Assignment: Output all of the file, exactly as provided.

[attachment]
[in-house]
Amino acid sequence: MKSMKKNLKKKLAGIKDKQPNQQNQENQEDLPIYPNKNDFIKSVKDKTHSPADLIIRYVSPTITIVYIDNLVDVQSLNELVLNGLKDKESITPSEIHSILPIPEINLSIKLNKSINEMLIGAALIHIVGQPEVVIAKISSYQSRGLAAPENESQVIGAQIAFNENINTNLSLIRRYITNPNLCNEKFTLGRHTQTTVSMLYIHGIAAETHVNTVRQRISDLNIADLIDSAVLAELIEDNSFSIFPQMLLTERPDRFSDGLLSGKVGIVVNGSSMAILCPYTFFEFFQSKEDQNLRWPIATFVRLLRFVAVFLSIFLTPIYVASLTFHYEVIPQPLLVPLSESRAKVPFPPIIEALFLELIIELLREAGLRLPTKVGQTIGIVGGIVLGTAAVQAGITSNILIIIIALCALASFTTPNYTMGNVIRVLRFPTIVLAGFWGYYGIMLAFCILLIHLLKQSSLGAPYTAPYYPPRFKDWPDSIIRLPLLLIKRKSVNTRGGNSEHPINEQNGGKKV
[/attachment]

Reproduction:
[in-house]
Amino acid sequence: MKSMKKNLKKKLAGIKDKQPNQQNQENQEDLPIYPNKNDFIKSVKDKTHSPADLIIRYVSPTITIVYIDNLVDVQSLNELVLNGLKDKESITPSEIHSILPIPEINLSIKLNKSINEMLIGAALIHIVGQPEVVIAKISSYQSRGLAAPENESQVIGAQIAFNENINTNLSLIRRYITNPNLCNEKFTLGRHTQTTVSMLYIHGIAAETHVNTVRQRISDLNIADLIDSAVLAELIEDNSFSIFPQMLLTERPDRFSDGLLSGKVGIVVNGSSMAILCPYTFFEFFQSKEDQNLRWPIATFVRLLRFVAVFLSIFLTPIYVASLTFHYEVIPQPLLVPLSESRAKVPFPPIIEALFLELIIELLREAGLRLPTKVGQTIGIVGGIVLGTAAVQAGITSNILIIIIALCALASFTTPNYTMGNVIRVLRFPTIVLAGFWGYYGIMLAFCILLIHLLKQSSLGAPYTAPYYPPRFKDWPDSIIRLPLLLIKRKSVNTRGGNSEHPINEQNGGKKV